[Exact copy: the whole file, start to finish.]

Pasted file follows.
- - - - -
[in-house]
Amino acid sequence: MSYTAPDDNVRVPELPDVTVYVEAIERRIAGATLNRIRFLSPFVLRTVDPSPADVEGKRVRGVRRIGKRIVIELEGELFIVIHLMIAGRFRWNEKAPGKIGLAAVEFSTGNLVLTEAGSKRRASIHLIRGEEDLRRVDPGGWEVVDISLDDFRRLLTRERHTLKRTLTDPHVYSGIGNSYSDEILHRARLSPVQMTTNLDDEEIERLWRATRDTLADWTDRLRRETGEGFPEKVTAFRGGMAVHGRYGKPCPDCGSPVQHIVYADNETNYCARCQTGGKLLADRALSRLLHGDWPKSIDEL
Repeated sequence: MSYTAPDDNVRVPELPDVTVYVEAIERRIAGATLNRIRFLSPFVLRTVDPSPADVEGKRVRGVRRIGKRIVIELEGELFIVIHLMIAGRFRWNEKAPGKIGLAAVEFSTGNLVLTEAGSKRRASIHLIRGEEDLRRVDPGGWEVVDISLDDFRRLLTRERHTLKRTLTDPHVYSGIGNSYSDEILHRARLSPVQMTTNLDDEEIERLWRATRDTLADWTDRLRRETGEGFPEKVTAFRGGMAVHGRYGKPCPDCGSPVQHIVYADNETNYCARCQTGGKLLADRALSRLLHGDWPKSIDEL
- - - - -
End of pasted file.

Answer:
[in-house]
Amino acid sequence: MSYTAPDDNVRVPELPDVTVYVEAIERRIAGATLNRIRFLSPFVLRTVDPSPADVEGKRVRGVRRIGKRIVIELEGELFIVIHLMIAGRFRWNEKAPGKIGLAAVEFSTGNLVLTEAGSKRRASIHLIRGEEDLRRVDPGGWEVVDISLDDFRRLLTRERHTLKRTLTDPHVYSGIGNSYSDEILHRARLSPVQMTTNLDDEEIERLWRATRDTLADWTDRLRRETGEGFPEKVTAFRGGMAVHGRYGKPCPDCGSPVQHIVYADNETNYCARCQTGGKLLADRALSRLLHGDWPKSIDEL
Repeated sequence: MSYTAPDDNVRVPELPDVTVYVEAIERRIAGATLNRIRFLSPFVLRTVDPSPADVEGKRVRGVRRIGKRIVIELEGELFIVIHLMIAGRFRWNEKAPGKIGLAAVEFSTGNLVLTEAGSKRRASIHLIRGEEDLRRVDPGGWEVVDISLDDFRRLLTRERHTLKRTLTDPHVYSGIGNSYSDEILHRARLSPVQMTTNLDDEEIERLWRATRDTLADWTDRLRRETGEGFPEKVTAFRGGMAVHGRYGKPCPDCGSPVQHIVYADNETNYCARCQTGGKLLADRALSRLLHGDWPKSIDEL